What is PIO?

Microcontroller chips, like our own RP2040 on Raspberry Pi Pico, offer hardware support for protocols such as SPI and I2C. This allows them to send and receive data to and from supported peripherals.

But what happens when you want to use unsupported tech, or multiple SPI devices? That’s where Programmable I/O, or PIO, comes in. PIO was developed just for RP2040, and is unique to the chip.

PIO allows you to create additional hardware interfaces, or even new types of interface. If you’ve ever looked at the peripherals on a microcontroller and thought “I need four UARTs and I only have two,” or “I’d like to output DVI video,” or even “I need to communicate with this accursed serial device I found, but there is no hardware support anywhere,” then you will have fun with PIO.

We’ve put together this handy explainer to help you understand PIO and how it can be used to add more devices to your Raspberry Pi Pico.

For more information on PIO and RP2040, check out this article from HackSpace magazine.

23 comments

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PIO has been around for a while – see https://en.wikipedia.org/wiki/Programmed_input%E2%80%93output

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Except this kind of PIO has nothing to do with the one from the Wikipedia article. They just use the same acronym.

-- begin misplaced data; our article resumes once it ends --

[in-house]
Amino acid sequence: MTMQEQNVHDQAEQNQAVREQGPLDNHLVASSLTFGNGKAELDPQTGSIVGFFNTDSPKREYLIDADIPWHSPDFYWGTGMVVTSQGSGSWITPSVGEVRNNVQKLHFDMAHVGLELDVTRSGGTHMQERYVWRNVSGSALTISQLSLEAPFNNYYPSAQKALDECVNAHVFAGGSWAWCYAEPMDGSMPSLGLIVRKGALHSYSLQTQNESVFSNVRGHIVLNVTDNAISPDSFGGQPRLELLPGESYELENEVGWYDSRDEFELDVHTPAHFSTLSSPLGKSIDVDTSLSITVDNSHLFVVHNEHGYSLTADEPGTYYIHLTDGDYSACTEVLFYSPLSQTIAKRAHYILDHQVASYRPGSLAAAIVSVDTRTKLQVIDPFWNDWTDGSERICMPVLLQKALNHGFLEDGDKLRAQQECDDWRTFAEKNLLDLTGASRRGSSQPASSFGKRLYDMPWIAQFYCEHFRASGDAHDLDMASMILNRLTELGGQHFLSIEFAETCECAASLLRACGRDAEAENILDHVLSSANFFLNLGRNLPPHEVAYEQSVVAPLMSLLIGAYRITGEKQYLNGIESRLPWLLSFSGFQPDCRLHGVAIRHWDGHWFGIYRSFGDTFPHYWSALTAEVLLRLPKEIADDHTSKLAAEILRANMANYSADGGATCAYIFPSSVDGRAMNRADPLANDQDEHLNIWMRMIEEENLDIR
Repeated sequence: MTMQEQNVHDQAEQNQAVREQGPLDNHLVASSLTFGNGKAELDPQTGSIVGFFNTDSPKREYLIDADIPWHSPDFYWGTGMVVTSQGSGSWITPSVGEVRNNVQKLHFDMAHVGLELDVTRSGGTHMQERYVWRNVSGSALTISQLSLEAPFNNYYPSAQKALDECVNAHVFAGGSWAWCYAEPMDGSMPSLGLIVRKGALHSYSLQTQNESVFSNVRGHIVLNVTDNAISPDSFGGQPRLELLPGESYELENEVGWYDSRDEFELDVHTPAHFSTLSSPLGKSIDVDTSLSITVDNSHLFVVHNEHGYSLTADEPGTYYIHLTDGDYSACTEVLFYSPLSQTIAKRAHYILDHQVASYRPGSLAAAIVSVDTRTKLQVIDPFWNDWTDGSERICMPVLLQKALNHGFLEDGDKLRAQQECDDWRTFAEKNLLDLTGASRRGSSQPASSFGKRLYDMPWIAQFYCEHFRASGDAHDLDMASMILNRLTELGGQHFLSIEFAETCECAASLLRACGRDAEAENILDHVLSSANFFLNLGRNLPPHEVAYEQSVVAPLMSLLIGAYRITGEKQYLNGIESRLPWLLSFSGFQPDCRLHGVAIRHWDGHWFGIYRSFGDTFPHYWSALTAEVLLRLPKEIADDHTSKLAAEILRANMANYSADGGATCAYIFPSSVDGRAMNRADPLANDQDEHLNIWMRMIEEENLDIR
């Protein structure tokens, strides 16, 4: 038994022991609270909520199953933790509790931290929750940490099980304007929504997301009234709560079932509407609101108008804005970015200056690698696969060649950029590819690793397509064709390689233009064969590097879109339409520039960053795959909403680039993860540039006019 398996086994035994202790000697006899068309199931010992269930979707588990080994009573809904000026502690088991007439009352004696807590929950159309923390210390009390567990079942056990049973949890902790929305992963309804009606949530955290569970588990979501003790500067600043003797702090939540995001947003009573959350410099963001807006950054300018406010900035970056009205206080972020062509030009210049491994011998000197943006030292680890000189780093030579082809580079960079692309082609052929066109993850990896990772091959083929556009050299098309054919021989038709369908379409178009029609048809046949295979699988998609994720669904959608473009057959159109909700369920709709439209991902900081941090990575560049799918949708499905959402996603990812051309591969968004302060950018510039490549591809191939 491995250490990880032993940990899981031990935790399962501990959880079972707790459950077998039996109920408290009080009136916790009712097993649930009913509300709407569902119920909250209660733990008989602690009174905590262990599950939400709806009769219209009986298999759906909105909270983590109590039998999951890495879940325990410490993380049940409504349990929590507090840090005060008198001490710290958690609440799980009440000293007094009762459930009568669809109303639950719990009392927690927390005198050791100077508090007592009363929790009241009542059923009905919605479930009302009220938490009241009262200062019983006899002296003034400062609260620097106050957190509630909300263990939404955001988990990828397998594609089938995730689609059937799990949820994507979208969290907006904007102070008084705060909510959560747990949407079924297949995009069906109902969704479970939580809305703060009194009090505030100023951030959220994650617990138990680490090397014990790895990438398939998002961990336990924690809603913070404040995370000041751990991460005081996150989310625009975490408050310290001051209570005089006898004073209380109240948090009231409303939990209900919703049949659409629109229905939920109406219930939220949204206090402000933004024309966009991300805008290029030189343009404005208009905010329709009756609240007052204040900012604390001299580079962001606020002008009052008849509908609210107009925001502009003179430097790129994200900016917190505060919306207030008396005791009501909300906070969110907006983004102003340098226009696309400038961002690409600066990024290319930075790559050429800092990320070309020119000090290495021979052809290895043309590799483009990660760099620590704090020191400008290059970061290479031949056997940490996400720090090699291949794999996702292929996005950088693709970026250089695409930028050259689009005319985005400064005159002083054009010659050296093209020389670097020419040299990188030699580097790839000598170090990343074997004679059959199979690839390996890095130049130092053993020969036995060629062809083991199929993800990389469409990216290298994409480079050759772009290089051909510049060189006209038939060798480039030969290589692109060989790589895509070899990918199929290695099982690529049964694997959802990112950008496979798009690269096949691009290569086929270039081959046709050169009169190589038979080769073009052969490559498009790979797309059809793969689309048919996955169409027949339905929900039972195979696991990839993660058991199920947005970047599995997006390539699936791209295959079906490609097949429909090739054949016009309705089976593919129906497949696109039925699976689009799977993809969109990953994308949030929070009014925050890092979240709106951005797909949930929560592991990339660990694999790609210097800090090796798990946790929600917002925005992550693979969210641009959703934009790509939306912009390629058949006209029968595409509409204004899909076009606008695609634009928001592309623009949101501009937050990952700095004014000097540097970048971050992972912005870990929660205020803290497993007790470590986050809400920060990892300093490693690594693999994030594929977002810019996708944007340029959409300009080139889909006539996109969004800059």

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“A while” is decades. I recall having a Z80 PIO chip in my Nascom 2, hmm late 70s perhaps. It was very useful as I recall.

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@Chinny – I too built a Nascom2 (subsequently expanded up to Z280, using NasBus cards, running CPM). Yes, the Z80 PIO was useful, but that Parallel I/O chip wasn’t anything like the Programmable I/O of the RP2040 – it simply shared the same initials.

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The PIO on the old micros stood for Peripheral Input / Output. It was a chip that allowed a bussed micro system to input and output bits. In the RP2040 chip it stands for Programmable Input / Output, a totally different thing.

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Mike, as one of the Mostek Application Engineers dedicated to the Z80 family in the early 80’s, I can assure you PIO stands for “Parallel Input Output”. See http://www.z80.info/zip/z80piomn.pdf